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Thanks Patrick, really enjoying this build. It's a modular 3 piece build. Today I primed the roof as I want to start some work on this early next week. What's the best finish available for corrugated asbestos roof? Is Slaters too thin or is Wills better thickness?

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Slayers is thin and Wills is thick. Indeed, I use Wills asbestos for 7mm scale wiggly tin. The best stuff is made by Ambis Engineering, so worth Googling, as this project is to a high standard and deserves the best.

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Posted (edited)

Some brick openings and quoins added this morning.....

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Edited by GNRi1959
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Something worth noting if you are planning on using Wills Red Brick headers over arches. Although Omagh had three brick headers over all arch openings, Wills brick headers appear to be over-sized and look out of place. Acting quickly before my adhesive totally set, I removed these headers and reduced them to two brick headers, as can be seen below.

 

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Thanks lads, things progressing fine. Every bit of detail helps......

 

 

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Posted (edited)

Tomorrow, the Carpenter at Omagh GNRi station Is calling to check the finer detail of this build with me. He repaired many of the sheeted doors in the Goods store and repaired the roof many times. He went on to work as Clerk of Works with the lifting train squads at Omagh.

Edited by GNRi1959
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Posted (edited)

Today, ex-GNRi carpenter Billy Caldwell called to check out my model of the Goods store. He talked in detail of how he worked with a squad of tradesmen 1954-55 to lower the entire roof of the building. He gave me a commentary of the 'goings on' inside when Omagh was a busy mainline station.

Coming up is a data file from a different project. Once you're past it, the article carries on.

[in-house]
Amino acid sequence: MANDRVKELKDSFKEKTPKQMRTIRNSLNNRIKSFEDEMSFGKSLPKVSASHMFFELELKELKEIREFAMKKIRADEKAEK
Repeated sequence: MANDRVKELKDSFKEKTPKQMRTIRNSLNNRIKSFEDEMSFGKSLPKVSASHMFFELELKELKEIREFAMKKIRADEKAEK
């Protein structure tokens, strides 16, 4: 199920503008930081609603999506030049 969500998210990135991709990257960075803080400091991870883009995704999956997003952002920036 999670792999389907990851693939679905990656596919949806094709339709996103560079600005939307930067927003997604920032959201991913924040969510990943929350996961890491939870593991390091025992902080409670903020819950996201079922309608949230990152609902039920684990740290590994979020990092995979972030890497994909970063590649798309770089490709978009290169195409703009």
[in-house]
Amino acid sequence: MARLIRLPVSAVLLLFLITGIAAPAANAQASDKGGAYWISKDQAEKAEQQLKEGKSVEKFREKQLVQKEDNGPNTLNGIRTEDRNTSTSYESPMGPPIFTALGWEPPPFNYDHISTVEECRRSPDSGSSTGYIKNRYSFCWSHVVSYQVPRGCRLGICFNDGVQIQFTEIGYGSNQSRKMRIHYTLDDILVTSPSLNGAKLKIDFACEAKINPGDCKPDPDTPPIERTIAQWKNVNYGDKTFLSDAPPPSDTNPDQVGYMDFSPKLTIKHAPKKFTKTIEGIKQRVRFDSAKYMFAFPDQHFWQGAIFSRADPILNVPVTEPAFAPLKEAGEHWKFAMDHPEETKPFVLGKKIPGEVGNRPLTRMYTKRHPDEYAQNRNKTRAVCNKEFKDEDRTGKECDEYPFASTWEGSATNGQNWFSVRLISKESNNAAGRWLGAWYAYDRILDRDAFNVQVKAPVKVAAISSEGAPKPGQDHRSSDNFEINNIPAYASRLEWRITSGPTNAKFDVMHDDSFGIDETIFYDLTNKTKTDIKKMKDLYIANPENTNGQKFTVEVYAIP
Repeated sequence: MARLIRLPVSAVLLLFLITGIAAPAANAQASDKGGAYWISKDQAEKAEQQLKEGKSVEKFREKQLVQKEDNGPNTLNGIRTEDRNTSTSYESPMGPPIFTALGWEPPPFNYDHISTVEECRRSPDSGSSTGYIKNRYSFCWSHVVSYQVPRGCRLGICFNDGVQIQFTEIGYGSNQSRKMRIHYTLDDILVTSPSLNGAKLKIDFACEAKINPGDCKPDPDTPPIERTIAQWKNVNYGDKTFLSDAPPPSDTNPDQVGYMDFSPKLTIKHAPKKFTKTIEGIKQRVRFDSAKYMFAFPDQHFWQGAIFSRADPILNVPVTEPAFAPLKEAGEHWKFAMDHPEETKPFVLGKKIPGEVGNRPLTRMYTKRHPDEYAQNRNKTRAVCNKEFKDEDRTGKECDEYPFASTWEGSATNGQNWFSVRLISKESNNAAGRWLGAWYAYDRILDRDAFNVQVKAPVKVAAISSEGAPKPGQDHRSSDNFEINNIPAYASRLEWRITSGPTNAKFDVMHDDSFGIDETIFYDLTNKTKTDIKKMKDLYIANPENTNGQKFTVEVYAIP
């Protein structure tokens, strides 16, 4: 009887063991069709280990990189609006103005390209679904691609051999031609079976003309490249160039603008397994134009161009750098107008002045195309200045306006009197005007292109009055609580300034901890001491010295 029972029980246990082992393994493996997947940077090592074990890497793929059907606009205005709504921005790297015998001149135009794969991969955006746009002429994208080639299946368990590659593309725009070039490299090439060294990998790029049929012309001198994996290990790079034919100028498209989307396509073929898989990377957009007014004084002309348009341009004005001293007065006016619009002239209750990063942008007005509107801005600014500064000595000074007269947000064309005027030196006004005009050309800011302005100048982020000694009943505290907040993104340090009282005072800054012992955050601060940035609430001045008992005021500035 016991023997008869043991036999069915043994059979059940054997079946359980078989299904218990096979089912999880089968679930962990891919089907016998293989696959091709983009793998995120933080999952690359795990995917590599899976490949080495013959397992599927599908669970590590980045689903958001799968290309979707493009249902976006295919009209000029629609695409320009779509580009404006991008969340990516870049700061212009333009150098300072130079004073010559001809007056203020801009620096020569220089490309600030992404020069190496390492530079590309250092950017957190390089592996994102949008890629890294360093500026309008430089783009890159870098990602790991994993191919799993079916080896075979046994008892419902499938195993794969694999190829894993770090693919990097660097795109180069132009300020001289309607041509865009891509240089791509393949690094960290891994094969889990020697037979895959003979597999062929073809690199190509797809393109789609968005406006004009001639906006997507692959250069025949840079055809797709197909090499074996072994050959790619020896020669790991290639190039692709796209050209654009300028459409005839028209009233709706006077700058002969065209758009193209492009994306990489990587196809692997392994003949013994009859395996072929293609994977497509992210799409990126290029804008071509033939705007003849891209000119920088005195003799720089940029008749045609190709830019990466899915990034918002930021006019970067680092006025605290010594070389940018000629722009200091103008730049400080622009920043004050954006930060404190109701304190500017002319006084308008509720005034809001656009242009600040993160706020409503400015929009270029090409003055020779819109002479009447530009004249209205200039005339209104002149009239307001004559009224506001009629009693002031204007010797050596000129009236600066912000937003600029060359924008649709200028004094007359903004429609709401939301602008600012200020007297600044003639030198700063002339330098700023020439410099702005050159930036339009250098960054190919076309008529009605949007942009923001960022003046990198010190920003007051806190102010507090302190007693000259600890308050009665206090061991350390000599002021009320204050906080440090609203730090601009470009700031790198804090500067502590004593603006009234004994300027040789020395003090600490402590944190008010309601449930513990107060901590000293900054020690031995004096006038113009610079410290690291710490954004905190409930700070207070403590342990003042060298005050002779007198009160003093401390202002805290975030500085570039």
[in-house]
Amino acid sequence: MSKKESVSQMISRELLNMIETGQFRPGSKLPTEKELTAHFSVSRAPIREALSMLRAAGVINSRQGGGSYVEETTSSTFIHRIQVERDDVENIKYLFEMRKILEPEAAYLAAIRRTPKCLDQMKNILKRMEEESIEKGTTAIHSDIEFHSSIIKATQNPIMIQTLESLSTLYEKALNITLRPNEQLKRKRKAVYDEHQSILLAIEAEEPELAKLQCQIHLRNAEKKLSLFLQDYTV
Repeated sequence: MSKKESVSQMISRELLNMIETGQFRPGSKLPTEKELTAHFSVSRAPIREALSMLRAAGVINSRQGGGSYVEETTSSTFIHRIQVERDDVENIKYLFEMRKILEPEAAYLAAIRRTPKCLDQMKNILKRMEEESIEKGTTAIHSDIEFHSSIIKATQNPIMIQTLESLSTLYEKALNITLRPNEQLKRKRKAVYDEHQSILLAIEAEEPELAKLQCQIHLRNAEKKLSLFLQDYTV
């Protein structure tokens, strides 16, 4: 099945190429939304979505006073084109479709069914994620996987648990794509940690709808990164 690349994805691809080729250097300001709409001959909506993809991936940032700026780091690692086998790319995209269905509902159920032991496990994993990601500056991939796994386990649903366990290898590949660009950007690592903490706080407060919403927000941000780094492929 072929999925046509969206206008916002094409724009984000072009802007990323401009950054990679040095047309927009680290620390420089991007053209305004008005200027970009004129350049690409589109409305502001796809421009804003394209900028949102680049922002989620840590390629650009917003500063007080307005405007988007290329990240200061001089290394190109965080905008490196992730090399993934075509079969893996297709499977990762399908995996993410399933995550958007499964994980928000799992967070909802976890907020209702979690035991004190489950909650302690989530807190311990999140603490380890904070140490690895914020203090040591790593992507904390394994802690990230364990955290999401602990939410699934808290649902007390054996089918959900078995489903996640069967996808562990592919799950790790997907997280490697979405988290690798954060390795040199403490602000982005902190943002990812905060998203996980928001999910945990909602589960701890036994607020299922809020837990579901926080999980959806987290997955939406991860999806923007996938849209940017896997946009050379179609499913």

According to Billy, the model is very exact!

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Edited by GNRi1959
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That is nice - even the currently visible white marks from the filling would look quite prototypical where I live, on the edge of the salt fields.

Particularly the corner of the brickwork - I have efflorescence just like that on my house

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Posted (edited)

Broithe, this is all pre-paint. Will be grey in the end.

Edited by GNRi1959
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Very impressive shed Tony, certainly a center piece for a diorama in its own right. 

I have used the Wills stone sheets for smaller buildings and generally brush paint the building in a dilute light grey to pick out the mortar joints and then paint the stone work with a dry brush technique. 

Paint is Testors solvent based Floquil which is unfortunately no  longer available 

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3 hours ago, GNRi1959 said:

Broithe, this is all pre-paint. Will be grey in the end.

Indeed, but it looks so good, even pre-paint..

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Posted (edited)
6 hours ago, Mayner said:

Very impressive shed Tony, certainly a center piece for a diorama in its own right. 

I have used the Wills stone sheets for smaller buildings and generally brush paint the building in a dilute light grey to pick out the mortar joints and then paint the stone work with a dry brush technique. 

Paint is Testors solvent based Floquil which is unfortunately no  longer available 

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This is a very nice example, Thanks for posting. My plan was to run a light grey into the joints and pick out the individual stones with various shades as illustrated in the picture I took of the original store below. Although this one is b&w, I did take many colour shots too.